Results 1 to 5 of 5

Math Help - Not completely understanding what analytic means. HELP!

  1. #1
    Newbie
    Joined
    Apr 2014
    From
    Alabama
    Posts
    11

    Exclamation Not completely understanding what analytic means. HELP!

    I understand the following:
    Theorem: Suppose the real functions u(x,y) and v(x,y) are continuous and have continuous 1st order partials in a domain D. If u and v satisfy the CR equations at all points in D, then f(z) = u(x,y) +iv(x,y) is analytic in D.

    Therefore, the CR equations u_{x} = v_{y} and u_{y}=-v_{x} must hold.

    But I don't understand what I'm supposed to conclude when I do the following problem:
    f(z)=|z-10|^2 = y^2 + (x^2 - 10)^2

    When I do the CR equations I get v_{y} = 0 and v_x=0. Does that mean it is only differentiable at (0,0)? What does that say about being analytic? I've seen a few problems like this were some of the CR equations are equal to zero such as f(z) = |z|^2. For that one I understand that limits at different paths are not equal therefore only differentiable at z = 0. Do I need to do different paths to show where it's only differentiable for the problem above or how should I try to tackle this problem? Thank you so much!
    Follow Math Help Forum on Facebook and Google+

  2. #2
    MHF Contributor

    Joined
    Apr 2005
    Posts
    15,696
    Thanks
    1467

    Re: Not completely understanding what analytic means. HELP!

    "Analytic" is defined at individual points- the simplest definition is that "f(z) is analytic, at z= z_0, if and only if it is equal to its Taylor's polynomial in some open neighborhood of z_0, so showing it satisfies the Cauchy-Riemann equation at z= 0 doesn't really prove it is analytic at any point. I don't know what you mean by "different paths". What do "paths" have to do with differentiability?
    Follow Math Help Forum on Facebook and Google+

  3. #3
    Newbie
    Joined
    Apr 2014
    From
    Alabama
    Posts
    11

    Re: Not completely understanding what analytic means. HELP!

    Quote Originally Posted by HallsofIvy View Post
    "Analytic" is defined at individual points- the simplest definition is that "f(z) is analytic, at z= z_0, if and only if it is equal to its Taylor's polynomial in some open neighborhood of z_0, so showing it satisfies the Cauchy-Riemann equation at z= 0 doesn't really prove it is analytic at any point. I don't know what you mean by "different paths". What do "paths" have to do with differentiability?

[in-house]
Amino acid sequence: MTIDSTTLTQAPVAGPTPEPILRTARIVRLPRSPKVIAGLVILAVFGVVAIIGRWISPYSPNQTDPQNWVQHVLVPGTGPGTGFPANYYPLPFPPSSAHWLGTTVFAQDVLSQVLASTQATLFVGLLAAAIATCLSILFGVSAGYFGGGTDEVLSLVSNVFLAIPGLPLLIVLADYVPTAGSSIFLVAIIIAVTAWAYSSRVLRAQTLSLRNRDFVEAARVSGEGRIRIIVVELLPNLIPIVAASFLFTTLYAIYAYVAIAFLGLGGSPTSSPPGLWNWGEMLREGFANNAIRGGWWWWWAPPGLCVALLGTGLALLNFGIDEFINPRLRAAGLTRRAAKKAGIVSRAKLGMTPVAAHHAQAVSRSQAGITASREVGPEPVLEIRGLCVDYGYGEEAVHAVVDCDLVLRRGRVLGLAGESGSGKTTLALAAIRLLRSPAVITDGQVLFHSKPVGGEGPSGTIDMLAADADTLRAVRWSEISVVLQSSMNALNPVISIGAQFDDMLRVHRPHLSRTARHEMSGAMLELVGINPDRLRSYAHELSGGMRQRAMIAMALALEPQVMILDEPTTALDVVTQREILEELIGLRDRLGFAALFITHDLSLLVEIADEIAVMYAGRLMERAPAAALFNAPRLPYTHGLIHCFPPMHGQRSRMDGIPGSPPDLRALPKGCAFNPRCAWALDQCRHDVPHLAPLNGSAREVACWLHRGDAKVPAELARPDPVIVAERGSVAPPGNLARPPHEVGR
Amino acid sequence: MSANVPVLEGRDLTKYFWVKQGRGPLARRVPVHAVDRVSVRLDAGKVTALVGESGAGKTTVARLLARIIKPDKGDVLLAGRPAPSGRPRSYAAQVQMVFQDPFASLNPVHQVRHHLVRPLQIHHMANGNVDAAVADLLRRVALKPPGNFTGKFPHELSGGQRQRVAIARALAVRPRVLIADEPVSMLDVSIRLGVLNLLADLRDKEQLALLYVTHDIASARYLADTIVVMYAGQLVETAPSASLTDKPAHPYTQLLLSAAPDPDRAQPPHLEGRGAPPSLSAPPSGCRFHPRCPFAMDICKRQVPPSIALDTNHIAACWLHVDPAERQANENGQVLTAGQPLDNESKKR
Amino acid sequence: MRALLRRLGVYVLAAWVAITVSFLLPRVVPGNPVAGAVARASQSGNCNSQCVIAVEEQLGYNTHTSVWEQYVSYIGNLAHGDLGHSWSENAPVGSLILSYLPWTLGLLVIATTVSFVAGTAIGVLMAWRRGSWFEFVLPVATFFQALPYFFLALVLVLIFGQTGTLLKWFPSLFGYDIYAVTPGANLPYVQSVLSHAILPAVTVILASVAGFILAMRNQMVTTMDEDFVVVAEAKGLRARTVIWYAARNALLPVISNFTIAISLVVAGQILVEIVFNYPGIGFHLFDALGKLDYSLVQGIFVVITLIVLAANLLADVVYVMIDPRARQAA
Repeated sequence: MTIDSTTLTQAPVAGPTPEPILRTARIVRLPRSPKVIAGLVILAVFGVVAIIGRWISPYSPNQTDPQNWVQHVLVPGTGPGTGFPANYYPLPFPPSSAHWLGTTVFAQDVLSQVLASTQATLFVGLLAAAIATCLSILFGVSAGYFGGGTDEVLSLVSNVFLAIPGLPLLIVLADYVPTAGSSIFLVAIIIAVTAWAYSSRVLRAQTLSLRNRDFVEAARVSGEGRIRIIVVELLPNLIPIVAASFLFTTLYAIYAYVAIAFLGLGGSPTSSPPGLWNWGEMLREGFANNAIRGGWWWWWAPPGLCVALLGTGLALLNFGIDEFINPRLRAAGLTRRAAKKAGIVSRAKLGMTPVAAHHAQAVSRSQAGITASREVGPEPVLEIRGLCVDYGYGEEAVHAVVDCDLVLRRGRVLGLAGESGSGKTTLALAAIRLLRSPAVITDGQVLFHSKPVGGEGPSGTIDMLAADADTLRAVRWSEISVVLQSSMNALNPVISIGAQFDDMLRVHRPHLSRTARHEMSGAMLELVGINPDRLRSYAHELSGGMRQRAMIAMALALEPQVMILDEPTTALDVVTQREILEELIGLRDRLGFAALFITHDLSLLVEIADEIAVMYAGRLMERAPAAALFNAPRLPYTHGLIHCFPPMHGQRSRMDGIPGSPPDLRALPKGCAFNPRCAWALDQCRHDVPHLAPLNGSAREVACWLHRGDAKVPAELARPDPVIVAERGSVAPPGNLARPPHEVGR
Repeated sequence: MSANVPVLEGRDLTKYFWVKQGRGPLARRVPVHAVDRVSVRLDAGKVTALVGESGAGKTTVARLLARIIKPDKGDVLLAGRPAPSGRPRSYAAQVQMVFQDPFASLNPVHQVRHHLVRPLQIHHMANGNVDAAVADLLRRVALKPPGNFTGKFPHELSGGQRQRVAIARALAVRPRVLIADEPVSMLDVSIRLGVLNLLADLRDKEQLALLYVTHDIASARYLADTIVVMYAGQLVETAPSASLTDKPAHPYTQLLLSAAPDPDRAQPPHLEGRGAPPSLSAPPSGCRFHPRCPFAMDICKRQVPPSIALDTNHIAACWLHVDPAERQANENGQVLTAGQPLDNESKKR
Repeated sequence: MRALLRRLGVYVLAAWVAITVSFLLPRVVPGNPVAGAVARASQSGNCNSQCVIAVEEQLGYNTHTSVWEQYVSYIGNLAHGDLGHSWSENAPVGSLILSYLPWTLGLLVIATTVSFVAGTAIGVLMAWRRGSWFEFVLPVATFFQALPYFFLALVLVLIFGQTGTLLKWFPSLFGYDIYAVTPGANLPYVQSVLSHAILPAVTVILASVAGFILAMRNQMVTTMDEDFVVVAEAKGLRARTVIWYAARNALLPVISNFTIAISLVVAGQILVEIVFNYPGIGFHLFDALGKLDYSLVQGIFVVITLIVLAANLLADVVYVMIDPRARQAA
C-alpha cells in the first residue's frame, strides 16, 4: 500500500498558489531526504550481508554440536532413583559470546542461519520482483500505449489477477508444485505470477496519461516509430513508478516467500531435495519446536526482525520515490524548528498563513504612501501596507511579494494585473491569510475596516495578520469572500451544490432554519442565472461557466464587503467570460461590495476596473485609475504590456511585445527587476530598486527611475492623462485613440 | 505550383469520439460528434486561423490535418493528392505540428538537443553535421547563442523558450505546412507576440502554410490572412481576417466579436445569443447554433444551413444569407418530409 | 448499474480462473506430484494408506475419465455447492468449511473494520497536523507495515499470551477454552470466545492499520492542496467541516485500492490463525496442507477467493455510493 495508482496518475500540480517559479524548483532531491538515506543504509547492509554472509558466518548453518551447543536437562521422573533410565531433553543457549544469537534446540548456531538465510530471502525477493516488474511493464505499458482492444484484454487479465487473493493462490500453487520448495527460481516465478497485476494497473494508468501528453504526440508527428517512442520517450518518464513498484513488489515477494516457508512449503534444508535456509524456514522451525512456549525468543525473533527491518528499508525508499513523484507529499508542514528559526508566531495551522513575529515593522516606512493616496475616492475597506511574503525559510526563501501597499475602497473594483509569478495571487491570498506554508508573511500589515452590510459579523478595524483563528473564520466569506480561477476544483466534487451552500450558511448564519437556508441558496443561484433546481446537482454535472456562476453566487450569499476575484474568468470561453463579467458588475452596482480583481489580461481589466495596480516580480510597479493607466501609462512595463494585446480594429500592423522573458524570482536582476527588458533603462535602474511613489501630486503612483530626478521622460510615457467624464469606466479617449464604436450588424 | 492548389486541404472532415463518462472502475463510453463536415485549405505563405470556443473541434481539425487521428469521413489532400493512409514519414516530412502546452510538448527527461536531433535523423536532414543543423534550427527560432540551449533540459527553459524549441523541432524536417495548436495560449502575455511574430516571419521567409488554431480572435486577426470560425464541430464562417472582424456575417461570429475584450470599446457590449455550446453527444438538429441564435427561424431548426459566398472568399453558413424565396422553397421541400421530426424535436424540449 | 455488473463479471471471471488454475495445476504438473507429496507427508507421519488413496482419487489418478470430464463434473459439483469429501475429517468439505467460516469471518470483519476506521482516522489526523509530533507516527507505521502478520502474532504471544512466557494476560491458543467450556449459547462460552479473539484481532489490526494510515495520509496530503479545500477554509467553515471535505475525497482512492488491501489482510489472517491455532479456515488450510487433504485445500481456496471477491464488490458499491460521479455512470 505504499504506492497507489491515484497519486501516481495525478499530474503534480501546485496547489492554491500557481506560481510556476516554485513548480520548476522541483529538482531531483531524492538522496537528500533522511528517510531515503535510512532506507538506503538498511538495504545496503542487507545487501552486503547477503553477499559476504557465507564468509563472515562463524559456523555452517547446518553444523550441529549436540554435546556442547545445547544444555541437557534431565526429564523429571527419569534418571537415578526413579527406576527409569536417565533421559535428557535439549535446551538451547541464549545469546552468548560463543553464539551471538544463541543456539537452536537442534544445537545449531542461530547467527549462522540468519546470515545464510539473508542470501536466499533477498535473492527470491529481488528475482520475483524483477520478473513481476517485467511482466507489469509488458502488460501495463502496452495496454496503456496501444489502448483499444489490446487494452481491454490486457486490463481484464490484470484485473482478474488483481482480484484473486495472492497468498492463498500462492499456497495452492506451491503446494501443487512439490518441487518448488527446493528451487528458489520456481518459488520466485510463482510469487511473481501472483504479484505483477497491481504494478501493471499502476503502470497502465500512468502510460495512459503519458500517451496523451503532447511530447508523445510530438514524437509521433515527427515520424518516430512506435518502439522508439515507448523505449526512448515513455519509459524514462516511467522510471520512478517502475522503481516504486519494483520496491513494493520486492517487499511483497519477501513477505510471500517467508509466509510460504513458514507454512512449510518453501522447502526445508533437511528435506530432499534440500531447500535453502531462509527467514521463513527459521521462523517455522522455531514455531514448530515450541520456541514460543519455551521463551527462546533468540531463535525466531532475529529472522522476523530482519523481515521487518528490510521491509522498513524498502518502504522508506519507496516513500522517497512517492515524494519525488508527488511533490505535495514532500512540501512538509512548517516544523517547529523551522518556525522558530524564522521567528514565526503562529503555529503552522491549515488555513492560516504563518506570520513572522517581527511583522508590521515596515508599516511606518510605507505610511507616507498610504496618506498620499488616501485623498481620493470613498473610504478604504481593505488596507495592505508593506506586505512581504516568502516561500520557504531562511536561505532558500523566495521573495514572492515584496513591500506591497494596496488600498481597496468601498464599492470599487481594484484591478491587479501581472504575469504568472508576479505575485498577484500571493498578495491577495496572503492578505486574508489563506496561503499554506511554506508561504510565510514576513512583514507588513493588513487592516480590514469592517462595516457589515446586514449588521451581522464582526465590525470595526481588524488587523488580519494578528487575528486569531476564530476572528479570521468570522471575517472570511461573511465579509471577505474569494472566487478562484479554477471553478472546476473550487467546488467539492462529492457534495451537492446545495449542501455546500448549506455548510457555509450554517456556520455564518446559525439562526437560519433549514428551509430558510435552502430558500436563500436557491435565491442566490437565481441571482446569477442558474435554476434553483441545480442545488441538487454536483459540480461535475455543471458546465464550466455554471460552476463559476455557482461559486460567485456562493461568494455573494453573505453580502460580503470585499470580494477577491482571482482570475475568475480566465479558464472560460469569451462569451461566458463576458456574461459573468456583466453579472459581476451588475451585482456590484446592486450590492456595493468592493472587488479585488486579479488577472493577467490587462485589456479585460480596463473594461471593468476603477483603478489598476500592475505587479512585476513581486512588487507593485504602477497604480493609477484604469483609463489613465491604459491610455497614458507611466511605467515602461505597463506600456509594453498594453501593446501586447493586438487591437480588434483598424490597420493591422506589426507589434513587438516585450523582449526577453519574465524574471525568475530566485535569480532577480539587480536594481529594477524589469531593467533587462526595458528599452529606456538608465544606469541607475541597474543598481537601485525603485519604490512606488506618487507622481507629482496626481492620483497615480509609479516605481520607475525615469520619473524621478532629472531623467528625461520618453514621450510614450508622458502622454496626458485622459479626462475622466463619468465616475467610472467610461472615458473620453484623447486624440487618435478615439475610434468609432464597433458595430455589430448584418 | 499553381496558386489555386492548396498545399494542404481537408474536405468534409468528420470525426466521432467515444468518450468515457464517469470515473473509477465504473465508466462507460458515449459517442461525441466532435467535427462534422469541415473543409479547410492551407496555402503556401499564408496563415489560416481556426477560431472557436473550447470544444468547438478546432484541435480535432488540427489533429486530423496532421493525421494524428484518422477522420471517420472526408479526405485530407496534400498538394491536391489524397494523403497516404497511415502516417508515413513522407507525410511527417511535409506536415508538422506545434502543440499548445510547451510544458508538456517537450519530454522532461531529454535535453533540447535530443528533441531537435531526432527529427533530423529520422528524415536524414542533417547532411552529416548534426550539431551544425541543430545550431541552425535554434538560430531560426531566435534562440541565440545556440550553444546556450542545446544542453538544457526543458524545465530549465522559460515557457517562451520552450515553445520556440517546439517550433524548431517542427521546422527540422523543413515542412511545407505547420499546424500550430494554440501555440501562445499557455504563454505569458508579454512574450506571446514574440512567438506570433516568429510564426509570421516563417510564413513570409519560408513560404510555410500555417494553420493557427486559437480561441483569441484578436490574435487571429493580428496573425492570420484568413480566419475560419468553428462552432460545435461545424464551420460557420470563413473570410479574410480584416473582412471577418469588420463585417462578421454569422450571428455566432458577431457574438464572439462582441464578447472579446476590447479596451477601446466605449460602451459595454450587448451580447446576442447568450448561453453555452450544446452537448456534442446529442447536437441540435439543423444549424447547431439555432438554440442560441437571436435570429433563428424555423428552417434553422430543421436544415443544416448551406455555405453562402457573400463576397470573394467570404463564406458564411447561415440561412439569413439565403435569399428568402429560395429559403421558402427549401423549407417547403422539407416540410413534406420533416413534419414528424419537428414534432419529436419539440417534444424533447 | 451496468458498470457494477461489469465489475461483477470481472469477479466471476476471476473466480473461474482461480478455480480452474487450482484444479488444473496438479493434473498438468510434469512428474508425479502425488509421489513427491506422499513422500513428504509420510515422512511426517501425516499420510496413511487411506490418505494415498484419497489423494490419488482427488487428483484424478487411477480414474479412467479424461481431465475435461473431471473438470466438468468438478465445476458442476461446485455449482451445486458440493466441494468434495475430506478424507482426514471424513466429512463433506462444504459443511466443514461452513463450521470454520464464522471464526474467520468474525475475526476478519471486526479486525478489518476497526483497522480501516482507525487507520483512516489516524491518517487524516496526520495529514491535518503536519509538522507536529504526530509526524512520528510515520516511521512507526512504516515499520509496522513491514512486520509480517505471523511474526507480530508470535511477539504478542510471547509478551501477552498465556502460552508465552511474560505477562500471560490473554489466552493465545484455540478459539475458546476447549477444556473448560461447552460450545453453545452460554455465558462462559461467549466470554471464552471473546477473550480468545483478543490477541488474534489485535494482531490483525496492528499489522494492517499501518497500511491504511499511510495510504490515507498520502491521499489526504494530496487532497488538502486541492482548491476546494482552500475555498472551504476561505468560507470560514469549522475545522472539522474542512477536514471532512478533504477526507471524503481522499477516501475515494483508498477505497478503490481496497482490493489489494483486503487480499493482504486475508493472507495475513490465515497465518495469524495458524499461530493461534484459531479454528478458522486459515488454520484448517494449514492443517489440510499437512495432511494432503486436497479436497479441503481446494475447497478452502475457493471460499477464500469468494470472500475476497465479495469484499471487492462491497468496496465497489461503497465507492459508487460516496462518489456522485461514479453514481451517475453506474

Okay, I've read my notes a few more times and I think I'm beginning to understand. For the problem I stated I got u_x = 2x - 20, u_y = 2y, v_x = 0, and finally v_y = 0. Therefore, 2x -20 = 0 and 2y = 0. Therefore, it is only differentiable at (0,0). So how do I jump to the conclusion that it is (or it isn't) analytic?
    Follow Math Help Forum on Facebook and Google+

  4. #4
    Newbie
    Joined
    Apr 2014
    From
    Alabama
    Posts
    11

    Re: Not completely understanding what analytic means. HELP!

    Quote Originally Posted by HallsofIvy View Post
    "Analytic" is defined at individual points- the simplest definition is that "f(z) is analytic, at z= z_0, if and only if it is equal to its Taylor's polynomial in some open neighborhood of z_0, so showing it satisfies the Cauchy-Riemann equation at z= 0 doesn't really prove it is analytic at any point. I don't know what you mean by "different paths". What do "paths" have to do with differentiability?
    And by paths I meant taking the limit along the real axis or the imaginary axis or any other point. If both limits aren't the same then the limit of f(z) does not exist.
    Follow Math Help Forum on Facebook and Google+

  5. #5
    Newbie
    Joined
    Apr 2014
    From
    Alabama
    Posts
    11

    Re: Not completely understanding what analytic means. HELP!

    I've read my notes over and over again and I'm still stuck. Can anyone help me out?
    Follow Math Help Forum on Facebook and Google+

Similar Math Help Forum Discussions

  1. Replies: 0
    Last Post: March 5th 2012, 04:50 PM
  2. Replies: 0
    Last Post: December 14th 2011, 05:02 AM
  3. Help understanding what this theorem means
    Posted in the Number Theory Forum
    Replies: 2
    Last Post: April 9th 2011, 12:48 AM
  4. Replies: 3
    Last Post: September 14th 2009, 10:16 AM
  5. Factoring Completely
    Posted in the Algebra Forum
    Replies: 2
    Last Post: May 5th 2008, 04:41 PM

Search Tags


/mathhelpforum @mathhelpforum